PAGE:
How clean are your hands?
Dr Chris van Tullekan, who studies infectious diseases, investigates how dirty all our hands really are, and what is the best way to clean them.
He starts by swabbing the hands of 50 members of the great British public at Liverpool Street station in London. Microbiologist Dr Ron Cutler then grows the bacteria on those swabs until there are enough to see who was carrying what.
The results are quite shocking, but absolutely what Ron expected from his previous research:
- Everyone had bacteria on their hands.
- 26% of the hands were ‘heavily contaminated’ with bacteria – that is, carrying at least 3 times more than average.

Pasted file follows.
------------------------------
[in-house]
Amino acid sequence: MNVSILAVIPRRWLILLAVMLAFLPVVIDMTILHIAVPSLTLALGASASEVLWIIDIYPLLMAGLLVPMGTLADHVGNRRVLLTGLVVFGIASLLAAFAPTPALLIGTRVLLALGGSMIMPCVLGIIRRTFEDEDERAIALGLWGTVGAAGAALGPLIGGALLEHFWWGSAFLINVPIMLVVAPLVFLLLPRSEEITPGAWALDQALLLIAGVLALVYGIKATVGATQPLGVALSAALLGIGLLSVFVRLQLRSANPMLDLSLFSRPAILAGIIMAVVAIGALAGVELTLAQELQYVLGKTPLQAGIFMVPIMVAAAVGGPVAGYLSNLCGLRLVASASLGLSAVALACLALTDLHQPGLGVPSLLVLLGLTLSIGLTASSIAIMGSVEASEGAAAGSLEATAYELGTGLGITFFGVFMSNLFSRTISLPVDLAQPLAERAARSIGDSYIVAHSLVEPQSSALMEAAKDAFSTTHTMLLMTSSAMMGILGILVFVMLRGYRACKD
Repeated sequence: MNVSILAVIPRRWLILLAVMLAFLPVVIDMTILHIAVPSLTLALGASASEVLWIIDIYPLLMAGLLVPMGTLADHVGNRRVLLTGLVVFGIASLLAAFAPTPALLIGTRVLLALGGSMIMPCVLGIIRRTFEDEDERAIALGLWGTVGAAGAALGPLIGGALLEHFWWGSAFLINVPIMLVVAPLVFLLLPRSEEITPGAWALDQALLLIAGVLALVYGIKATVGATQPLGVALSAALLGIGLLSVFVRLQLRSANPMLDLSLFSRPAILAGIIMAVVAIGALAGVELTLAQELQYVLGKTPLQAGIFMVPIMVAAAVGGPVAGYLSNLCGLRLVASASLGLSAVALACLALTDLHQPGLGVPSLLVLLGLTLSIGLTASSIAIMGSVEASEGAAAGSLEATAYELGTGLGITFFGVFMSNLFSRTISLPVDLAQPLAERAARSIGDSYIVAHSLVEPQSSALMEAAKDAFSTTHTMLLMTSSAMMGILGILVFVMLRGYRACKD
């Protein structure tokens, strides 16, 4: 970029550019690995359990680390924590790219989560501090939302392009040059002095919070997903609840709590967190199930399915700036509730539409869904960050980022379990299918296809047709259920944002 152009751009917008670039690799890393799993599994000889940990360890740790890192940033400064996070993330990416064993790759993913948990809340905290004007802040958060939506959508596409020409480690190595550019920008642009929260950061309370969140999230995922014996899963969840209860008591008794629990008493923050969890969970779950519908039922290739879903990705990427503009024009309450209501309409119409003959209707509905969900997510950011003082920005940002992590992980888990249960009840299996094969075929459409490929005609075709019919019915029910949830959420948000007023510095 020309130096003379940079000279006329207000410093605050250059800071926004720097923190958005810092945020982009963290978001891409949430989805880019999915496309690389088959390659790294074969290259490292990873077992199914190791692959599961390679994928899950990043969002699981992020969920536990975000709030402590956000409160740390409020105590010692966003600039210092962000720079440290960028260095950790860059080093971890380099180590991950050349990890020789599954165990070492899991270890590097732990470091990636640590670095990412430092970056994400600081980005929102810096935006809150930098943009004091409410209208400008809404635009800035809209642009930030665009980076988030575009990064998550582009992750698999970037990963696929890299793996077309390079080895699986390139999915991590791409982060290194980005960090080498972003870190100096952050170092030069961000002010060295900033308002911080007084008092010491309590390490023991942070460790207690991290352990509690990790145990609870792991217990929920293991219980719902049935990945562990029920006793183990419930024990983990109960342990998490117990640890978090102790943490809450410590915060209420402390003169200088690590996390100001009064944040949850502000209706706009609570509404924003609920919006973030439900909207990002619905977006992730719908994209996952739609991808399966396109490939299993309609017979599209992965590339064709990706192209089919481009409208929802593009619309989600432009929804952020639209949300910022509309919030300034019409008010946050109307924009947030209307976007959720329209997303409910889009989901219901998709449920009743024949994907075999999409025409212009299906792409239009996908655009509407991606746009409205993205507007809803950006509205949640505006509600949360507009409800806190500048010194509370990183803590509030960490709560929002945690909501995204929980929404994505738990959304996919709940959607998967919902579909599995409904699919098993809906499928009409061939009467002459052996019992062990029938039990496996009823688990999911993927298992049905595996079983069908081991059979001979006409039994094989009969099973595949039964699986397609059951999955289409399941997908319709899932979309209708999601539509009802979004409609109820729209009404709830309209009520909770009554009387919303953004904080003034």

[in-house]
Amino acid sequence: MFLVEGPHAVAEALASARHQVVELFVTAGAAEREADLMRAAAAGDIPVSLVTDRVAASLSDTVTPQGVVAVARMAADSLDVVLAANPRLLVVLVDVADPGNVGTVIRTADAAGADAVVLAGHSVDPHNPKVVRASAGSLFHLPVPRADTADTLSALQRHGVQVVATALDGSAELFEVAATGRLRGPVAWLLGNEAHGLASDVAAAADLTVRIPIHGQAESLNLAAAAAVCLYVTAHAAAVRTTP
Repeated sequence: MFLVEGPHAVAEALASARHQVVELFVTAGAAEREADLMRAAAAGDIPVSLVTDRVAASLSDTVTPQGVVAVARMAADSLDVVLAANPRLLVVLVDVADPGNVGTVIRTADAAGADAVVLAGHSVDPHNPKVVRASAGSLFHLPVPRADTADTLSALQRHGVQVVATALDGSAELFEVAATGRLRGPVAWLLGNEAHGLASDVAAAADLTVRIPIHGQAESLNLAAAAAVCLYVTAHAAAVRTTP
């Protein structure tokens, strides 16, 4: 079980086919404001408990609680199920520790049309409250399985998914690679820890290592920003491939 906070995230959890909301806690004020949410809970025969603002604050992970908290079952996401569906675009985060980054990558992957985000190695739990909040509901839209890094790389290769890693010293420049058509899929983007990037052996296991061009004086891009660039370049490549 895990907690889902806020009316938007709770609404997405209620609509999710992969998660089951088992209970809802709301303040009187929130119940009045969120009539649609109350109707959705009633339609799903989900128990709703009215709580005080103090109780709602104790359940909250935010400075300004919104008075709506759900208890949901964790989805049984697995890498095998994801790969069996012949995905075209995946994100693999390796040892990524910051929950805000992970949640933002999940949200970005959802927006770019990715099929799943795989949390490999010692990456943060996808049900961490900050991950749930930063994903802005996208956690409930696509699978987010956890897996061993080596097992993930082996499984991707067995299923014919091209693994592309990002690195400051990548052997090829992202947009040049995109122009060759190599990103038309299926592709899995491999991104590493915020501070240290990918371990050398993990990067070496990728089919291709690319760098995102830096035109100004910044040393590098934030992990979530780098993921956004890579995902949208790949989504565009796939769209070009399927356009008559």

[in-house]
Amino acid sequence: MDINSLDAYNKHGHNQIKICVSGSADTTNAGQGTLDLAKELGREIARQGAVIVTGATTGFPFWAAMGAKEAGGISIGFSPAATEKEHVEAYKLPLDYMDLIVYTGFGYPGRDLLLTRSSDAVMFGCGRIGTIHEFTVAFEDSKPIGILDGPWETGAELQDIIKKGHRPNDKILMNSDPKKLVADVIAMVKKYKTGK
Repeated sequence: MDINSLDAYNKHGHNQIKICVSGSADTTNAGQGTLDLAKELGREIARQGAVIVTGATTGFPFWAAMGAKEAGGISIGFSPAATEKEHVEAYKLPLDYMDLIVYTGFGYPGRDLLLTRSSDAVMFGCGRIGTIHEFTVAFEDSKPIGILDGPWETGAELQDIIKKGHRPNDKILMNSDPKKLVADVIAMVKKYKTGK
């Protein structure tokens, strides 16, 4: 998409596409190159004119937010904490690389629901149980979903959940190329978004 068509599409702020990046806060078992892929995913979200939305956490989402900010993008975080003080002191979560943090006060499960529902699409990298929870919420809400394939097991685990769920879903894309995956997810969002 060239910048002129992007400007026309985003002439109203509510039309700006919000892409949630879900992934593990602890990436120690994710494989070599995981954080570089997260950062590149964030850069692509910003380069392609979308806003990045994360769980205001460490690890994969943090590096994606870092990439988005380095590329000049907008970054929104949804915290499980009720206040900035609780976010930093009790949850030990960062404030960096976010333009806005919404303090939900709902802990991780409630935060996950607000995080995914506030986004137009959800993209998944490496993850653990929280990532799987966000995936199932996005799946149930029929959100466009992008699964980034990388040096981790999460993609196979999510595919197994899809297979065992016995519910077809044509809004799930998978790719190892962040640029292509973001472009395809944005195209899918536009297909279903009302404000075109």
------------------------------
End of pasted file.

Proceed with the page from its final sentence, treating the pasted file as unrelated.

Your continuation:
- In fact, 10% of were ‘grossly contaminated’ – they were carrying 10-50 time more than the average.
- And 26-30% of people had faecal bacteria on their hands.
So what is the best way to clean your hands of bacteria? Well, Ron’s research shows that it’s not so much what you use, but the way that you use it.
Although antibacterial gels and foams have special chemicals in to help kill bacteria, it is the physical action of washing your hands – rubbing them together – that is the best way to get rid of them.
So good old soap and water can outperform expensive products as long as you spend the time to wash your hands properly.
Chris’ guideline is to spend as long as it takes to sing the whole song ‘Happy Birthday’ through TWICE, and to make sure you rub in between your fingers – all the place where bacteria and dirt can hide.